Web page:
Linux shell crash course¶
This is a kickstart for the Linux shell, to teach the minimum amount needed for any scientific computing course. For more, see the linux shell course or the references below.
This is basic B-level: no prerequisites.
If you are reading this case, you probably need to do some sort of scientific computing involving the Linux shell, or command line interface. You may wonder why we are still using a command line today, but the answer is somewhat simple: once you are doing scientific computing, you eventually need to script and automate something. The shell is the only method that gives you the power to do anything you may want.
These days, you don’t need to know as much about the shell as you used to, but you do need to know a few important commands because the command line works when nothing else does - and you can’t do scripting without it.
What’s a shell?¶
It’s the old-fashioned looking thing where you type commands with a keyboard and get output to the screen. It seems boring, but the real power is that you can script (program) commands to run automatically - which is the point of scientific computing.
You type a command, which may include arguments. Output gets
shown to the screen. Spaces separate commands and arguments.
cp -i file1.txt file2.txt. cp is the command, -i is
an option, file1.txt and file2.txt are arguments.
Files are represented by filenames, like
Directories are separated by
/, for example
is file.txt inside of mydir.
Exercise: Start a shell. On Linux or Mac, the “terminal” application does this.
Editing and viewing files¶
nano is an editor which allows you to edit files directly
from the shell. This is a simple console editor which always gets the
less is a pager (file viewer) which lets you view files
without editing them. (
q to quit,
/ to search,
to research forward and backwards,
< for beginning of file,
for end of file)
Listing and moving files¶
ls lists the current directory.
ls -l shows more
ls -a shows hidden files. The options can be
ls -la or
ls -l -a. This pattern of options is
standard for most commands.
mv will move or rename files. For example,
cp will make a copy of a file, with the exact same syntax as
cp file.old file.copy.
rm will remove a file:
rm file.txt. To remove a directory,
rm -r. Note that
rm does not have backups and does not
ask for confirmation!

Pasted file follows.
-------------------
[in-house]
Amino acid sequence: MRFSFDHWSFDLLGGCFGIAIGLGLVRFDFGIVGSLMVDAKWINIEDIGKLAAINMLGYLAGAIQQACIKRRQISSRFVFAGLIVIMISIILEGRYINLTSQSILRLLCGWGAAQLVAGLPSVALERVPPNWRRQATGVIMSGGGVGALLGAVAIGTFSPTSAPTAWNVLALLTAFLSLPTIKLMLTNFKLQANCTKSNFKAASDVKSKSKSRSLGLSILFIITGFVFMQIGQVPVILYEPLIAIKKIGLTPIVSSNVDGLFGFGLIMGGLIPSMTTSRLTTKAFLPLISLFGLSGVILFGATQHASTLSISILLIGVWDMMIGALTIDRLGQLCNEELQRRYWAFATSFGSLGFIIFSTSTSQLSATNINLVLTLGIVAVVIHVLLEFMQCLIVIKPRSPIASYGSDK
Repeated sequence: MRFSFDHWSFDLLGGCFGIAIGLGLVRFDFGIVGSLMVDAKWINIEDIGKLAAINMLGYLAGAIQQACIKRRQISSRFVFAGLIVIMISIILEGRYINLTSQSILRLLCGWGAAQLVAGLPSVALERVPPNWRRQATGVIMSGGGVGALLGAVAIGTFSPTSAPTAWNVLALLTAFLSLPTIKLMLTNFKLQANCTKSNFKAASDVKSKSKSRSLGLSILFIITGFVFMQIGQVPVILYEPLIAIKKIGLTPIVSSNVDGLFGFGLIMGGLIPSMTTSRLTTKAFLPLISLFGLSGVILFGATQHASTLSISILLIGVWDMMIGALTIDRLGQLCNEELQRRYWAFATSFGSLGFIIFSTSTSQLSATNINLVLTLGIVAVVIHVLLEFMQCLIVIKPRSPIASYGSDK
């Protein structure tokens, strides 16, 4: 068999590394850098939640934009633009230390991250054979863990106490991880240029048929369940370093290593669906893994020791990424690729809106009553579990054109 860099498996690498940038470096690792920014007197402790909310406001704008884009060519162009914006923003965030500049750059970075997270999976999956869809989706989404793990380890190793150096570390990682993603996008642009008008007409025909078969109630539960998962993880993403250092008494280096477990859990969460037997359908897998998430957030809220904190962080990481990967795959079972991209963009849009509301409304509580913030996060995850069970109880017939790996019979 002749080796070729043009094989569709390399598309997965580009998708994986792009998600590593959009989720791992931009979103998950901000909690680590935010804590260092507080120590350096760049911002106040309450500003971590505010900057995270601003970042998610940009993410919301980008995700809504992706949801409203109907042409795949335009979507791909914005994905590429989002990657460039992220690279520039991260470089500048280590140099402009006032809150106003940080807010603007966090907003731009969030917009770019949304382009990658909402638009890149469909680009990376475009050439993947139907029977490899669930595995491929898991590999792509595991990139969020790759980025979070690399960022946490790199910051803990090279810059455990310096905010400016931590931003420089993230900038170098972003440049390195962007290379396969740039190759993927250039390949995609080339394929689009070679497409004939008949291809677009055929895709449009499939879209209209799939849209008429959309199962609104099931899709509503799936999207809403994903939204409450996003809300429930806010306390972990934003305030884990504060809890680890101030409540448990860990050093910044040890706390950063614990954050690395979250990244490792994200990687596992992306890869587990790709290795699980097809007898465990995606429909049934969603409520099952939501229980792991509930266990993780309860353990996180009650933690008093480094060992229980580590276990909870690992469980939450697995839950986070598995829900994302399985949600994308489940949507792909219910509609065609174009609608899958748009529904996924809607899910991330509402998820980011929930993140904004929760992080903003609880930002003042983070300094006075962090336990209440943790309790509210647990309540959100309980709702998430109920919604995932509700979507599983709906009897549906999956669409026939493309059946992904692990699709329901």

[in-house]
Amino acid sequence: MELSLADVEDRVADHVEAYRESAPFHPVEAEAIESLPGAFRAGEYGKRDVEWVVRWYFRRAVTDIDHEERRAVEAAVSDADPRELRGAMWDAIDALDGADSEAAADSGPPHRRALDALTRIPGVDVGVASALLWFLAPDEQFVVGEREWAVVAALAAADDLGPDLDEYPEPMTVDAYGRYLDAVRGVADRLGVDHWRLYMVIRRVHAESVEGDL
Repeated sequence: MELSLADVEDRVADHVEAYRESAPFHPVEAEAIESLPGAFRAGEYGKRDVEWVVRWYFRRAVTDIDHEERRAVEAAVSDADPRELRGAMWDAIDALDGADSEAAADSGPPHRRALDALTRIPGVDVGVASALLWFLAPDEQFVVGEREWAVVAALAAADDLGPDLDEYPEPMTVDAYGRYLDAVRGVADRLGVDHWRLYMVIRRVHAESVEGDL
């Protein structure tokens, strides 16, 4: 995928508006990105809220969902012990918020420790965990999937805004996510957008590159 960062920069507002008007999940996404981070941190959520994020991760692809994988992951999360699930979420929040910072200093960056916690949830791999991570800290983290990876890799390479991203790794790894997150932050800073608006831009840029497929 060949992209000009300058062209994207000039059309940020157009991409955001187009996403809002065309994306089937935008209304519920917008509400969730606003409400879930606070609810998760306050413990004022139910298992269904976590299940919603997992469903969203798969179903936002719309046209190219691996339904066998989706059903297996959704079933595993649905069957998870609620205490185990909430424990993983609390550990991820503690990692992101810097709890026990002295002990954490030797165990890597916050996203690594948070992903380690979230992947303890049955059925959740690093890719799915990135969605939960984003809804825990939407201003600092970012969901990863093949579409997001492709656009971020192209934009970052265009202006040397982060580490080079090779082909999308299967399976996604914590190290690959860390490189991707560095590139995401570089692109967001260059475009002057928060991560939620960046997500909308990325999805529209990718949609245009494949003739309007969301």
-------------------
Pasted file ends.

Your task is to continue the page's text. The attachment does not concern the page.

mkdir makes a directory:
Unlike with a graphical file browser, there is a concept of current
working directory: each shell is in a current directory. If you
ls, it lists files in your current directory. If a program tries
to open a file, it opens it relative to that directory.
cd dirname will change working directories for your current
shell. Normally, you will
cd to a working directory, and use
relative paths from there.
/ alone refers to the root
directory, the parent of all files and directories.
cd .. will change to the parent directory (dir containing this
dir). By the same token,
../.. the parent of the parent, and so
Exercise: Change to some directory and then another. What do
cd -) and (
cd with no arguments) do? Try each a few times in
Online manuals for any command¶
man is an on-line manual, type
man ls to get help on the
ls command. The same works for almost any program. Some are easy
to read, some are impossible. In general you look for what you need,
not read everything. Use
q to quit or
/ to search (
N to search again forward and backwards).
-h is a standard argument that prints a short
Exercise: briefly look at the manual pages and
for the commands we have learned thus far. How can you make
ask before removing a file?
Annoyed at typing so much? Everyone is, so shells have tab completion. Type the first few letters of any command or filename and push tab once or twice… it will either complete it or show you the options. This is so important that it’s used often, many command arguments can also be completed.
Exercise: Play around with tab completion. Type
TAB. (erase that then start over) Then type
p and push
TAB twice. (erase that and start over) Then
ls, space, and
the first few letters of a filename, then push
- The linux shell course has much more detail.
- Software Carpentry has a basic shell course. Sections one to 3 are details of what is above (the rest is about shell scripting).
Exercise: for some fun, look at the manual pages for
Exercise (advanced): read the Linux shell course and understand what “pipes” and “piping” are.